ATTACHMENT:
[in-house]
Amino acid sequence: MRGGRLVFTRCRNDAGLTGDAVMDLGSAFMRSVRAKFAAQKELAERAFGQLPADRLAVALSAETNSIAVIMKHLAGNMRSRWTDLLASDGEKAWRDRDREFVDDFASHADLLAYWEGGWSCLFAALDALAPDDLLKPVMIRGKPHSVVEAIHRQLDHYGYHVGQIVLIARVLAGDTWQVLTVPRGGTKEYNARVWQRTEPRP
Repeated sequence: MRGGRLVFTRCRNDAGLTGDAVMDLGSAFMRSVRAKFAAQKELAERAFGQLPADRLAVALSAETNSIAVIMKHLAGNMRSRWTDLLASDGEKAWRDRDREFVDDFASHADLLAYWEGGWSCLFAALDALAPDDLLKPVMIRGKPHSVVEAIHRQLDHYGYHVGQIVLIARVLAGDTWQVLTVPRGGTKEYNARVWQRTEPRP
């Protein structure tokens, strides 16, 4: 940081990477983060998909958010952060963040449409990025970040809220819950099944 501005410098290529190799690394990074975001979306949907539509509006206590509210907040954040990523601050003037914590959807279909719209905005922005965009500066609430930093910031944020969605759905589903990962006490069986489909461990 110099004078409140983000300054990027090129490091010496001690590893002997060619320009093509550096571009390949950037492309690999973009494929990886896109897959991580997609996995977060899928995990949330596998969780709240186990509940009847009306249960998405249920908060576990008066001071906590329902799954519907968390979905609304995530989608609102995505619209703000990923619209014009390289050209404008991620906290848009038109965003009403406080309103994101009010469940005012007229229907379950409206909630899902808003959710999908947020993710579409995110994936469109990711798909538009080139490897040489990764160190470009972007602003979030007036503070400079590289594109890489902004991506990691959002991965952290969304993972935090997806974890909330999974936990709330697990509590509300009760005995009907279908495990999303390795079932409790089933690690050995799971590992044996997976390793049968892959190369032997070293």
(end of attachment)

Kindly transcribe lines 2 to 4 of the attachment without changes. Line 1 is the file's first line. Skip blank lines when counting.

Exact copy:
Amino acid sequence: MRGGRLVFTRCRNDAGLTGDAVMDLGSAFMRSVRAKFAAQKELAERAFGQLPADRLAVALSAETNSIAVIMKHLAGNMRSRWTDLLASDGEKAWRDRDREFVDDFASHADLLAYWEGGWSCLFAALDALAPDDLLKPVMIRGKPHSVVEAIHRQLDHYGYHVGQIVLIARVLAGDTWQVLTVPRGGTKEYNARVWQRTEPRP
Repeated sequence: MRGGRLVFTRCRNDAGLTGDAVMDLGSAFMRSVRAKFAAQKELAERAFGQLPADRLAVALSAETNSIAVIMKHLAGNMRSRWTDLLASDGEKAWRDRDREFVDDFASHADLLAYWEGGWSCLFAALDALAPDDLLKPVMIRGKPHSVVEAIHRQLDHYGYHVGQIVLIARVLAGDTWQVLTVPRGGTKEYNARVWQRTEPRP
């Protein structure tokens, strides 16, 4: 940081990477983060998909958010952060963040449409990025970040809220819950099944 501005410098290529190799690394990074975001979306949907539509509006206590509210907040954040990523601050003037914590959807279909719209905005922005965009500066609430930093910031944020969605759905589903990962006490069986489909461990 110099004078409140983000300054990027090129490091010496001690590893002997060619320009093509550096571009390949950037492309690999973009494929990886896109897959991580997609996995977060899928995990949330596998969780709240186990509940009847009306249960998405249920908060576990008066001071906590329902799954519907968390979905609304995530989608609102995505619209703000990923619209014009390289050209404008991620906290848009038109965003009403406080309103994101009010469940005012007229229907379950409206909630899902808003959710999908947020993710579409995110994936469109990711798909538009080139490897040489990764160190470009972007602003979030007036503070400079590289594109890489902004991506990691959002991965952290969304993972935090997806974890909330999974936990709330697990509590509300009760005995009907279908495990999303390795079932409790089933690690050995799971590992044996997976390793049968892959190369032997070293």